Structure: Complex Sentence Structure II
A complex sentence contains one main clause and at least one subordinate clause.
1. She bought the car even though she had no need for it.
2. He was constipated because he had eaten too much.
3. The boy whose father died has dropped out of school.
4. The tree which fell across the road caused the driver’s death because he was careless.
5. When the principal entered the class, the boy ran away because he had not paid his school fess.
Identification of Clauses
1. She bought the car – main clause
… even though she had no need for it – subordinate clause
2. He was constipated – main clause
… because he had eaten too much – subordinate clause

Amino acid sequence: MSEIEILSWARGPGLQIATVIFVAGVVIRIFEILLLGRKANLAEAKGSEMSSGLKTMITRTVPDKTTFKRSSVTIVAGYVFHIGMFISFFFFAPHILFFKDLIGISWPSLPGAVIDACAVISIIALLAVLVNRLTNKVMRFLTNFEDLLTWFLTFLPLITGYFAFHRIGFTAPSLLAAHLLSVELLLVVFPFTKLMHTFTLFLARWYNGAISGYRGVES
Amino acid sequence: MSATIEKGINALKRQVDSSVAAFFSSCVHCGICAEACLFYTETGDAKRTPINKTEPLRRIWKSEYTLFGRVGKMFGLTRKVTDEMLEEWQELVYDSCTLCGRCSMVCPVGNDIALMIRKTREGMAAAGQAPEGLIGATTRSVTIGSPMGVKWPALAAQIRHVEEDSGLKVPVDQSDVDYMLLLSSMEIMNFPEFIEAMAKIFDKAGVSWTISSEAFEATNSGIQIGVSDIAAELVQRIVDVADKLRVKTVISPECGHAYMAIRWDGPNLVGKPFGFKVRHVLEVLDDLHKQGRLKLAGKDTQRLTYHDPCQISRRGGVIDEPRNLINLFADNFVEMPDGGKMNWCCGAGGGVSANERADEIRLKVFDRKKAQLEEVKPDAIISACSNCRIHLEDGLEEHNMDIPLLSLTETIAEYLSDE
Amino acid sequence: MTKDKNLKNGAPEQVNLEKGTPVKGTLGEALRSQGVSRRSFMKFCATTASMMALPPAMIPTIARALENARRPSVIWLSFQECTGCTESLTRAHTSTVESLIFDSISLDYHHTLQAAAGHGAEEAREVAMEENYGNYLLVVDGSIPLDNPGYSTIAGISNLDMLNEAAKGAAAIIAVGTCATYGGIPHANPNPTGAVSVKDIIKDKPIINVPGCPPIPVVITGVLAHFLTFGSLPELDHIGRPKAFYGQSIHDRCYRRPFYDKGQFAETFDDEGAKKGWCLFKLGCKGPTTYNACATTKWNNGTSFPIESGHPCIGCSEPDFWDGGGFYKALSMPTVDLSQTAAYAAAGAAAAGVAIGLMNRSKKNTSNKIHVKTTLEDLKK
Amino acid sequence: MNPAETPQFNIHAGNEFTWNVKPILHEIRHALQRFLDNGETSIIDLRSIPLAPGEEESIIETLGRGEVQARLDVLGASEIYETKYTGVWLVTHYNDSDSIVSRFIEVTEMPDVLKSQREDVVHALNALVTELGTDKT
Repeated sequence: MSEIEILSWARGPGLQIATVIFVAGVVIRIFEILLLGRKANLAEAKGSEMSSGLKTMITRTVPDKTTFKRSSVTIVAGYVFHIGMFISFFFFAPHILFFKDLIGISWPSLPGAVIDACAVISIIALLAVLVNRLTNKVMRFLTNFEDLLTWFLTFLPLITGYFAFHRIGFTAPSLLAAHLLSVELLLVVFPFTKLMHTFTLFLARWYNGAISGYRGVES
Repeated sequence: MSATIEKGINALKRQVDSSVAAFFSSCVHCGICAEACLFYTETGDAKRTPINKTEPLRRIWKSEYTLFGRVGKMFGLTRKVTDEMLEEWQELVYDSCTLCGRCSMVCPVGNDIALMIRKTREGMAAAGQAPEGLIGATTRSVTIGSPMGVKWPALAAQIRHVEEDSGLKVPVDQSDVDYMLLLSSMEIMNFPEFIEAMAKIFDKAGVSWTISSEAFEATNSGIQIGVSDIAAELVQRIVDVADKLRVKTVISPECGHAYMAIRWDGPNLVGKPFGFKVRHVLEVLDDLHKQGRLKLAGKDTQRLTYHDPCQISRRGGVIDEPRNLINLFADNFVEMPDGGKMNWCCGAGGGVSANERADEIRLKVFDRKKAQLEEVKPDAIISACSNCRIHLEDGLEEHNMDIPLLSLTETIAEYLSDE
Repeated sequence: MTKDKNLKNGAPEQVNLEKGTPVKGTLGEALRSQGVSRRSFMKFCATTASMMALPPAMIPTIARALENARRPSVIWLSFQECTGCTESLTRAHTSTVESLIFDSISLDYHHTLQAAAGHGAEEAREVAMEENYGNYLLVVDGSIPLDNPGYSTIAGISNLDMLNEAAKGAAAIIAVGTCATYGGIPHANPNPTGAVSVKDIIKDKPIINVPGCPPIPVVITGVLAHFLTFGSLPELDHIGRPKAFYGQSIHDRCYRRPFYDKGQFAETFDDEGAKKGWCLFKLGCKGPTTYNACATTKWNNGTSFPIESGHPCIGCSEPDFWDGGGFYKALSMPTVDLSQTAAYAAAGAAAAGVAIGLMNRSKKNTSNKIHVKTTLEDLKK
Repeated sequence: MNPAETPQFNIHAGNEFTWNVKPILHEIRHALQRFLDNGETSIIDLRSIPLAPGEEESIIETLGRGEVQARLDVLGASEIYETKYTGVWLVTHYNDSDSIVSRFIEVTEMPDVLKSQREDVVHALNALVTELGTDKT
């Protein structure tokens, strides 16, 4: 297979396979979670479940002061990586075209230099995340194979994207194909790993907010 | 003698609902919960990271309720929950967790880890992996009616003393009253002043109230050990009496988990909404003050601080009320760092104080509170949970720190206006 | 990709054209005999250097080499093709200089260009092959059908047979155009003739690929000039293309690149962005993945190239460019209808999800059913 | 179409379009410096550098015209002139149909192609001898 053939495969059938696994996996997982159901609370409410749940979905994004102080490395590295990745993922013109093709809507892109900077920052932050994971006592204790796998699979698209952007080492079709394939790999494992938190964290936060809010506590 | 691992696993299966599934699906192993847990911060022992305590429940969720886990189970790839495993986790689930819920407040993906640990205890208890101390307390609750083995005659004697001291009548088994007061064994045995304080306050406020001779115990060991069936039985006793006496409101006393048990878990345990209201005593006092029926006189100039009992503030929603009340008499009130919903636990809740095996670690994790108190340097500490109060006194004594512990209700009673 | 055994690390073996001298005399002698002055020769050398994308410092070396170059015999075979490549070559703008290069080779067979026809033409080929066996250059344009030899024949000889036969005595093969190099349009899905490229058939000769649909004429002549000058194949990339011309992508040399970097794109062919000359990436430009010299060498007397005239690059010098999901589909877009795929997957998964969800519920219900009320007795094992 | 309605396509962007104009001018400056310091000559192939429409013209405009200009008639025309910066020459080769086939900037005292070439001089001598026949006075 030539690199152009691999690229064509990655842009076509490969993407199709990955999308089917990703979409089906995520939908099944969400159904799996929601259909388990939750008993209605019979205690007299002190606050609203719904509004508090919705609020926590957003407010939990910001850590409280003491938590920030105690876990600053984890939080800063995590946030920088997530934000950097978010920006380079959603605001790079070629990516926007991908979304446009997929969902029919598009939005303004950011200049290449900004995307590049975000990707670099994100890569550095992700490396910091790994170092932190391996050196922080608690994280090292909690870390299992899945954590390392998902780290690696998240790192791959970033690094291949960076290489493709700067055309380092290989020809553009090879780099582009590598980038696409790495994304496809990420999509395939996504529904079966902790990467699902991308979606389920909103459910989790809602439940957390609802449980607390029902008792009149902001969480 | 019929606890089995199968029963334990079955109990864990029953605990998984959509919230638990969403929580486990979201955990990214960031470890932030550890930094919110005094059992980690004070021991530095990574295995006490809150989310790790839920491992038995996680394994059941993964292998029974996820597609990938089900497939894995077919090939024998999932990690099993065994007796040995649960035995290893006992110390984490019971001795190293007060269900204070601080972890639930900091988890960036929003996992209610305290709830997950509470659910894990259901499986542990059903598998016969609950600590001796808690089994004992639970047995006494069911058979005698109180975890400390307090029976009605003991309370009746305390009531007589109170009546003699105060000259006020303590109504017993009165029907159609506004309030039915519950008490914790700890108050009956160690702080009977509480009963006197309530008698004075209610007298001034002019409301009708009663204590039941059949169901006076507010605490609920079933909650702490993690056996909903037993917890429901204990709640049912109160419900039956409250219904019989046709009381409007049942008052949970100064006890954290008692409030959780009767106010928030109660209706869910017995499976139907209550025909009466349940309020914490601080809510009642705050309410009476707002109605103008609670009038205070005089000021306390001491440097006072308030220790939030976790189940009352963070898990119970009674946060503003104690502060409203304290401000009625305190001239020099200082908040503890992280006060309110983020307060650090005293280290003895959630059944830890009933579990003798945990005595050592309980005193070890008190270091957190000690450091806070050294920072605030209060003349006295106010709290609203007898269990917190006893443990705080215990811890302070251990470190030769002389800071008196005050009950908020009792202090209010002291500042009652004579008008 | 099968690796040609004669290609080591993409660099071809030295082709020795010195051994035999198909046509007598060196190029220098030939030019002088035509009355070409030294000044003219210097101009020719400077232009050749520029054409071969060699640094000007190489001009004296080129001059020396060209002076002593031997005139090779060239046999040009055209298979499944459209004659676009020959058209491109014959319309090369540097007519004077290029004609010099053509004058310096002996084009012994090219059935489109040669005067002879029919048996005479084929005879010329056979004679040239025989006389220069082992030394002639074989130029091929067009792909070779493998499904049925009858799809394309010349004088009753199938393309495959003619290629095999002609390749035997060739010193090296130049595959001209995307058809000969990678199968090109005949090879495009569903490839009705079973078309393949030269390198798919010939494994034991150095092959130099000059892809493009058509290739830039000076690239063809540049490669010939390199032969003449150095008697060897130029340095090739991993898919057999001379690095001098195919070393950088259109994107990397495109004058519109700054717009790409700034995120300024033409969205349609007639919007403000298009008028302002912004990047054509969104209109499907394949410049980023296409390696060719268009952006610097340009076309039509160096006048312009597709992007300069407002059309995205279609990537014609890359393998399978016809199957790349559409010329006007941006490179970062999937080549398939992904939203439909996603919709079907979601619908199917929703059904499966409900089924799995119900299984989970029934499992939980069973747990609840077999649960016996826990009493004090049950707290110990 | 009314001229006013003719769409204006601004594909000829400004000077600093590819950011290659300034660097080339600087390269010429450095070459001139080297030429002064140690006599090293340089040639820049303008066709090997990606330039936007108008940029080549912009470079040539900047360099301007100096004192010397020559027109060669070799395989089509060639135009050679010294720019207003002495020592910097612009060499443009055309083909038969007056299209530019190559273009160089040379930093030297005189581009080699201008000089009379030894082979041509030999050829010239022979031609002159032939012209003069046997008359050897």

3. The boy … dropped out of school – main clause
… whose father died – subordinate clause
4. The tree … caused the drivers death – main clause
… which fell across the road – subordinate clause
… because he was careless – subordinate clause
5. … the boy ran away – main clause
… when the principal entered the class – subordinate clause
… because he had not paid his school fess – subordinate clause
Points to Remember
1. A complex sentence may begin with a main clause or with a subordinate clause. For instance, Sentences 1 and 2 above can also read:
- Even though she had no need for the car, she bought it.
- Because he had eaten too much, he was constipated.
2. The subordinate clause may be buried (embedded) in the main clause as in Sentences 3 and 4
1. Oral English Without Tears by I. Udoka
2. New Oxford Secondary English Course for SS 2 by Ayo Banjo et al
3. Intensive English for SS 2 by Benson O. Oluikpe et al
4. School Certificate English Language by I. Udoka